This fear of mine, it’s definitely from the old status quo. It comes from decades of shoes raining from the sky. Enough shoes fall on your head and you become trained to expect them. And thinking about shoes falling on your head is scary.

But maybe in my new status quo, there are no shoes. Maybe we can all go barefoot instead.

And meanwhile, while I look up at the sky watching for shoes…things are still going really well.

Barefoot! (And ready to dance.)

Barefoot! (And ready to dance.)

Some months ago I decided to do a deep dive into shame. Inspired by the work of Brene Brown, I began to look at everything in my life that had to do with shame. Any shame about who I was, about my weaknesses, about my past, about my decisions, about things as trivial as my sleep schedule and as loaded as my divorce. It was all fair game.

I feel uncomfortable talking about shame. That is because shame thrives best in the dark places, in the crooks and crannies, in secrets and things left unsaid. Shine a light on it, and it writhes and squirms and hurts like the devil. And begins to shrink or dissipate like it’s allergic to the sun.

Shame feels like the kind of thing we’re not supposed to talk about. Shame breeds shame breeds shame. Shame encourages us to keep that big bright light far away from it. Shame has a strong survival instinct.

Photo Credit: LisiaolongFuko via Compfight cc

Photo Credit: LisiaolongFuko via Compfight cc

I feel uncomfortable talking about shame, but I have had such positive results from looking at it and working with it, and I want to share that with you. Especially because now that I’m looking for it, I see shame around me all the time. Shame about how we look physically. Shame about how “successful” we are. Shame about mental illness and chronic illness. Shame about lifestyle choices. Shame about not being good enough. Shame about needs and boundaries. And on and on.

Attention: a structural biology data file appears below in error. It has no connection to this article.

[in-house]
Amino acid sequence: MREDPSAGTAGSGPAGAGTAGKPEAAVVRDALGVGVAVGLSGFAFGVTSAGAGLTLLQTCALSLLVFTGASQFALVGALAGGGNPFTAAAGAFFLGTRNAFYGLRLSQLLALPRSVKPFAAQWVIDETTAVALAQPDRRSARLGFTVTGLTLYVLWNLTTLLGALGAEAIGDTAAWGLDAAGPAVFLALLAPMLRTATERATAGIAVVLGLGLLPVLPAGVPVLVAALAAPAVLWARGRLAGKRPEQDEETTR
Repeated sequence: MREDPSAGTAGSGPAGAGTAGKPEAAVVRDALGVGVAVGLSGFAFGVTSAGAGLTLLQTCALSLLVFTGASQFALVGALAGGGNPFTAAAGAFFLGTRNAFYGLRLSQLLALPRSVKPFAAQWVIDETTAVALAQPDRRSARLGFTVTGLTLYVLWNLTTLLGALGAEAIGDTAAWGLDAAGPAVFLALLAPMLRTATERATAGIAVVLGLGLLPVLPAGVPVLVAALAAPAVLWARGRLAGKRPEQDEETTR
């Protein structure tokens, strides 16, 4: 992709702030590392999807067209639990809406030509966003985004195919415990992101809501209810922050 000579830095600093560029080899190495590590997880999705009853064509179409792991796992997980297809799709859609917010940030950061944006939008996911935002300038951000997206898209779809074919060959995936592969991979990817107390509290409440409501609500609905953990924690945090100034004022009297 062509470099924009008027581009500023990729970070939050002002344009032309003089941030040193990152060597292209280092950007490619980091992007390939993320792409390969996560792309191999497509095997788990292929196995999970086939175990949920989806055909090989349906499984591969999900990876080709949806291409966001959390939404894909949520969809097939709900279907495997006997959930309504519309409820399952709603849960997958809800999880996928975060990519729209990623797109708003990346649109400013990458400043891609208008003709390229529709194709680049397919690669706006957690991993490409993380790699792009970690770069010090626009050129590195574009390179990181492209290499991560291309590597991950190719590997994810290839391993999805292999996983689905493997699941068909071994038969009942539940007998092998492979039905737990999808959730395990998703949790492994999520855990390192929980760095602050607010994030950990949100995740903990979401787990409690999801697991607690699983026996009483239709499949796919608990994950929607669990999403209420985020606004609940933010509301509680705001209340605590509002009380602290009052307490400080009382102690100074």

Shame is different from other emotions that we typically think of as negative. Sadness, fear, anger, these are challenging emotions with dark sides, but they also have positive functions. Sadness honors the losses we suffer. Fear reminds us to watch over our safety. Anger can give us the energy we need to set boundaries or fight injustice.

But shame? Shame feels deeper to me, and more toxic. I haven’t found any positive functions of shame. Shame keeps us isolated and lonely, and it’s the source for astonishingly cruel self-talk. It fights against the sense of worthiness that I think is an essential component of inner peace. It keeps us from being with ourselves, and it keeps us from sharing ourselves.

We learn shame from our families, especially dysfunctional ones, and even if we get lucky there, we learn shame from our society. We also learn shame from individuals, people who are often struggling with shame themselves. And so shame marches forward.